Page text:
Brown rice, red rice, quinoa, amaranth, barley, millet, foxtail millet - all these grains are getting a good share of limelight these days and rightfully so. The difference between polished and refined grains and the ones above is that they are processed less, thereby lesser chances of them being stripped out of nutrients. When a grain is processed, it ends up losing important components like bran and germ, and thereby loses vital fiber, vitamins and minerals. The lesser processed the grain is, the more nutritious it is for you. Watch my video on 4 grains that are a good alternative to white polished rice:
Benefits of whole grains are well known to all, but here's the gist. Quality nutrition: For reasons mentioned above, for each portion of whole grains eaten, you get more antioxidants, vitamins, minerals and fiber, as compared to a refined grain Satiety: This is one of the reasons why they say eating whole grains is better for weight management. A slice of whole grain bread is more filling than a slice of white bread. Same goes for a serving of cooked barley or millets over a serving of white polished rice. You get filled up with lesser quantity and it keeps you filled up for longer, fighting the urge to eat very frequently. Health benefits: Whole grains and unrefined grains reduce the risk of diseases like heart disease, diabetes, cancer and so on. Several studies have shown the positive effect of a diet rich in whole grains on the above diseases. They do take longer to cook than processed or refined grains. They also need some getting used to, especially for a palate that has enjoyed refined flours and grains for a long long time. But once you choose healthier options, it does get easier on the palate, also knowing how much better they are for your family and your health. How to eat whole-grains?
Eat instead of rice, along with dal / sambar / kadhi etc.
Use as a substitute for rice in pulaos and rice dishes
Red rice poha is flattened red rice. Since the rice is not polished, you can see the red specks on the poha and it does take longer to cook than the white poha. Red rice onion and potato poha makes a delicious breakfast or tiffin. It has a little bite to it as compared to the white poha, due to higher fiber content.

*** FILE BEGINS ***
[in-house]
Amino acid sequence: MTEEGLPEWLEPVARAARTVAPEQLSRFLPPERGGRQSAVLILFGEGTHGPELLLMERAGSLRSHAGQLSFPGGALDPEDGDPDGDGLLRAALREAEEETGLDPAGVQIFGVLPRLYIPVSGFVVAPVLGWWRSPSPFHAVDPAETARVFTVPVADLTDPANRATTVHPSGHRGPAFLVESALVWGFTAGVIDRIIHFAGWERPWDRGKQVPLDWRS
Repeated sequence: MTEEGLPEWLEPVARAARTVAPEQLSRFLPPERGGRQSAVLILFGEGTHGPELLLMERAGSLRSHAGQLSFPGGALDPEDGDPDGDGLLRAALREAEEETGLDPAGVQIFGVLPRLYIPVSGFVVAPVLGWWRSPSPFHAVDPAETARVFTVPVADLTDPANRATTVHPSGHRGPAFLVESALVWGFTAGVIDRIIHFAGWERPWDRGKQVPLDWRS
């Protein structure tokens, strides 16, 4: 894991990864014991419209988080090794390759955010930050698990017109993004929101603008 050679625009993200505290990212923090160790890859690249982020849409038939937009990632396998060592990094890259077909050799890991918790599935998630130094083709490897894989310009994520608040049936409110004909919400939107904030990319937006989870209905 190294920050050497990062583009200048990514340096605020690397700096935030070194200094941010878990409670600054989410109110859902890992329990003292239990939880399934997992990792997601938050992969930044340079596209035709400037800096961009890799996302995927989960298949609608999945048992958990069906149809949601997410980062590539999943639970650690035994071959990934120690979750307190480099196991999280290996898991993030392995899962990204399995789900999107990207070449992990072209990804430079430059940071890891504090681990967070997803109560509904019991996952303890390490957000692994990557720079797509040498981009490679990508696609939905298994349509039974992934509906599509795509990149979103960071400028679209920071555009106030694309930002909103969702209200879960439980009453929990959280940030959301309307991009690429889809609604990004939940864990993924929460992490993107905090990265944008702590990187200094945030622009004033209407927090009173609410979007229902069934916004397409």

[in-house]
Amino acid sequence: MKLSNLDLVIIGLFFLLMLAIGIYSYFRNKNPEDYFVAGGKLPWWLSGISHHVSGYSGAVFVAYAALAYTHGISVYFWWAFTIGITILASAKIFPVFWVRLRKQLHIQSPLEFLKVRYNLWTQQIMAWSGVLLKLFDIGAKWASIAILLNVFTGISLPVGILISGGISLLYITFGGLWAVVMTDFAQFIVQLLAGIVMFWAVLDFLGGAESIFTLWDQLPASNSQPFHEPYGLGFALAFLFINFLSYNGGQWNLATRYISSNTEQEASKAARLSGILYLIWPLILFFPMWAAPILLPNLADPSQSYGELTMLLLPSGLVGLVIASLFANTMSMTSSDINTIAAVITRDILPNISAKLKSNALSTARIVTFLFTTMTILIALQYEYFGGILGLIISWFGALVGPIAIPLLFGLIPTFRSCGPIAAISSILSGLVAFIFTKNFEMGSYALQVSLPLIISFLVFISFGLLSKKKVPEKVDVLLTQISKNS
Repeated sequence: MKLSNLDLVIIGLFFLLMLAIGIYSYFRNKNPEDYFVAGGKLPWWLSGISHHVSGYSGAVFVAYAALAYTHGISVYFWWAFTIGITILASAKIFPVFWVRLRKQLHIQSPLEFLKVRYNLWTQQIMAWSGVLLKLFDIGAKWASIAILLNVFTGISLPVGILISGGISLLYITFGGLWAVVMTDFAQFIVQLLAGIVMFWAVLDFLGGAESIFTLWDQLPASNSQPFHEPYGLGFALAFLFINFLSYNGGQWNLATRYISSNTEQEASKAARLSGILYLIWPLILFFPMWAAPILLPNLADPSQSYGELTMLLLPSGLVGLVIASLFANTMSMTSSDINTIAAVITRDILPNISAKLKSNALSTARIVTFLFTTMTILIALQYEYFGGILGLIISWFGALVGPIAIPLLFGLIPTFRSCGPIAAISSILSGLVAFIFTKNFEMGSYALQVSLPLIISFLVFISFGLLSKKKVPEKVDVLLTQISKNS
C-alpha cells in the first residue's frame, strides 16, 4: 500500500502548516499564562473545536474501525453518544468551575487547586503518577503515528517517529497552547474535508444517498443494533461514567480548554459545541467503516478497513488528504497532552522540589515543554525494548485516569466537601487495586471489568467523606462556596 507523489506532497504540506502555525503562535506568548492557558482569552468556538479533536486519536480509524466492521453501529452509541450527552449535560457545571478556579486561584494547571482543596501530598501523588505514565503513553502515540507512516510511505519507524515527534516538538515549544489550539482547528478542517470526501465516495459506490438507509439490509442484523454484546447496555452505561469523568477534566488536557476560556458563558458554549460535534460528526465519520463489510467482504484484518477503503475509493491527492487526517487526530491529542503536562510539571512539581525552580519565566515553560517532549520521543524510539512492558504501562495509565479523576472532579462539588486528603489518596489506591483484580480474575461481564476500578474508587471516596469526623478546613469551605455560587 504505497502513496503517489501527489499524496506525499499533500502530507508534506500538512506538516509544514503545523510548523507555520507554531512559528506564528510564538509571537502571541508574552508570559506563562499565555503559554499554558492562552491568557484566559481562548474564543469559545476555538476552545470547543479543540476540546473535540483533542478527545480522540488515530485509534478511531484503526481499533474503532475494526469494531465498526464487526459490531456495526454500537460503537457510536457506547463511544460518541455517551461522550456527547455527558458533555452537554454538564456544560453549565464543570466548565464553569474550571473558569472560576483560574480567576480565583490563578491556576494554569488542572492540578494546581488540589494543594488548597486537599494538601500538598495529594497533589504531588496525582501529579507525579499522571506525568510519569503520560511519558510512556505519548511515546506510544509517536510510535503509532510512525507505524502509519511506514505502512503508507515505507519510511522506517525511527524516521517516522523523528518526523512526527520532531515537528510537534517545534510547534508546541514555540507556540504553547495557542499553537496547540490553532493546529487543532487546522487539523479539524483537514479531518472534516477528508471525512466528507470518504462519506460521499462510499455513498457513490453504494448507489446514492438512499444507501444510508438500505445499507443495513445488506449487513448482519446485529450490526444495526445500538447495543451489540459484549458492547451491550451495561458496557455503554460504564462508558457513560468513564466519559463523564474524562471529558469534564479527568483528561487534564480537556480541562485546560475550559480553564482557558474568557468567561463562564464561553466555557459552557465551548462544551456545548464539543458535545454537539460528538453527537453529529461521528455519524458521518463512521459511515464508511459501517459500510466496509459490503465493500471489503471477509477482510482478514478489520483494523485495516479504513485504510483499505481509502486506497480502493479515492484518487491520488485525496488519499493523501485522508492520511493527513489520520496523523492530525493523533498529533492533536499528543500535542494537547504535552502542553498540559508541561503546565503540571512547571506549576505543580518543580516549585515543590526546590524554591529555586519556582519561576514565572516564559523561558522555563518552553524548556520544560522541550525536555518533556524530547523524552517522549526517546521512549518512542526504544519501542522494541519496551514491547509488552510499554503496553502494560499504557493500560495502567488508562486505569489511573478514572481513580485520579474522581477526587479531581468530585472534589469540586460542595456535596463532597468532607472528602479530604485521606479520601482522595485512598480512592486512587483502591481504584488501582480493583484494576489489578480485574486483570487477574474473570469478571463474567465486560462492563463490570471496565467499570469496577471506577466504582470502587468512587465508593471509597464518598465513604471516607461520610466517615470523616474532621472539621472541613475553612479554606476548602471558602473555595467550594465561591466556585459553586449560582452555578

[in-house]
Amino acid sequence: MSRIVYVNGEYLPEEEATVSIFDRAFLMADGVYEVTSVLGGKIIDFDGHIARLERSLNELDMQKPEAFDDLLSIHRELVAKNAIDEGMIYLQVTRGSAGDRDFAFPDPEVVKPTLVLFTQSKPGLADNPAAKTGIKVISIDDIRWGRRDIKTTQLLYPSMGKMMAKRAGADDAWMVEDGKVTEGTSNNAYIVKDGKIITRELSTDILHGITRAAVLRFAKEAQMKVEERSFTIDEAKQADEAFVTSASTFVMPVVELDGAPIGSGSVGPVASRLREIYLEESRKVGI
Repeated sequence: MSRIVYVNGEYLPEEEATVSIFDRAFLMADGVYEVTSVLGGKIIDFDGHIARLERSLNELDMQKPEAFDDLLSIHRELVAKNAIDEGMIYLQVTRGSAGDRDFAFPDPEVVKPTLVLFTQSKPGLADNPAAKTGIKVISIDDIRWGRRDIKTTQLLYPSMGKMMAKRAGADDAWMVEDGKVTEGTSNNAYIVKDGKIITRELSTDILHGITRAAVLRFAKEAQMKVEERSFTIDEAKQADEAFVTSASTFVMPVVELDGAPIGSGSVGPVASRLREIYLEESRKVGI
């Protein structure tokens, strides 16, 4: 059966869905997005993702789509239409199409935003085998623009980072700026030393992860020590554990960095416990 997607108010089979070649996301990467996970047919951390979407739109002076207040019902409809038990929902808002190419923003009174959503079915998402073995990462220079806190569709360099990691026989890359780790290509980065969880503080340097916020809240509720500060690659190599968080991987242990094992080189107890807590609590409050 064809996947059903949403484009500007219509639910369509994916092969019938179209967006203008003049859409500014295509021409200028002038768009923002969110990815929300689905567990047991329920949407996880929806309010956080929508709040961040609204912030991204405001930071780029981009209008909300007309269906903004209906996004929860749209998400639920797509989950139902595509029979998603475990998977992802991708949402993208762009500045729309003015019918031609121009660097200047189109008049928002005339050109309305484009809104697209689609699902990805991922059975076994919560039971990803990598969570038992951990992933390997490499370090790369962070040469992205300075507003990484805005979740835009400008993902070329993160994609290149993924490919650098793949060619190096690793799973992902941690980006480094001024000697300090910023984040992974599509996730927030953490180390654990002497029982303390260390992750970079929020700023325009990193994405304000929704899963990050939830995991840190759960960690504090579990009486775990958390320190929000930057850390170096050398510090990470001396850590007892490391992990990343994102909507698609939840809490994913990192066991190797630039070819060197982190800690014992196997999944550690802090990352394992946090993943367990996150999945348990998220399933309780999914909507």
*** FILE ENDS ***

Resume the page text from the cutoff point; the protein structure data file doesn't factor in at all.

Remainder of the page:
Red Rice Batata Poha Serves 4 | Prep time - including soaking time: 50 minutes Cooking time: 20 minutes | Serve as breakfast or a lunchbox item Ingredients 2 cups red rice poha (beaten rice) 1 tbsp coconut oil or any other cooking oil 1/2 tsp mustard seeds 1/2 tsp cumin seeds 2 tbsp raw peanuts / groundnuts 1 sprig curry leaves 2 green chillies, finely chopped 1 large onion, peeled and finely sliced 1 medium potato, boiled, peeled and diced 1/2 tsp turmeric powder 1 tsp salt 2 tbsp fresh grated coconut (optional) juice of 1 lemon fresh coriander and lemon wedges for garnish Directions
Wash the poha well, drain the water and soak in 6 cups water for 20 minutes.
After 20 minutes, drain in a colander and keep covered for 30 minutes.
In a large wok/kadai, heat the oil.
Splutter the mustard and cumin seeds.
Add the raw peanuts and stir on medium flame until they turn darker shade.
Add the curry leaves, green chillies, and saute until the curry leaves turn bright green.
Add the sliced onions, turmeric powder and salt. Stir well and cook covered for 5-7 minutes until the onions have softened.
Add the diced potato and toss well.
At this stage, add the well softened red rice poha, fresh coconut and stir until everything is mixed well.
Cover and let this steam cook for 5-7 minutes, until the poha is cooked but has a slight bite to it.
Switch off flame, add lemon juice and mix well.
Serve and garnish with coriander leaves and extra lemon wedges.
This red rice poha recipe is rich in fiber and healthy carbohydrates. You can also soak some soya granules along with the poha to make it a more protein rich breakfast.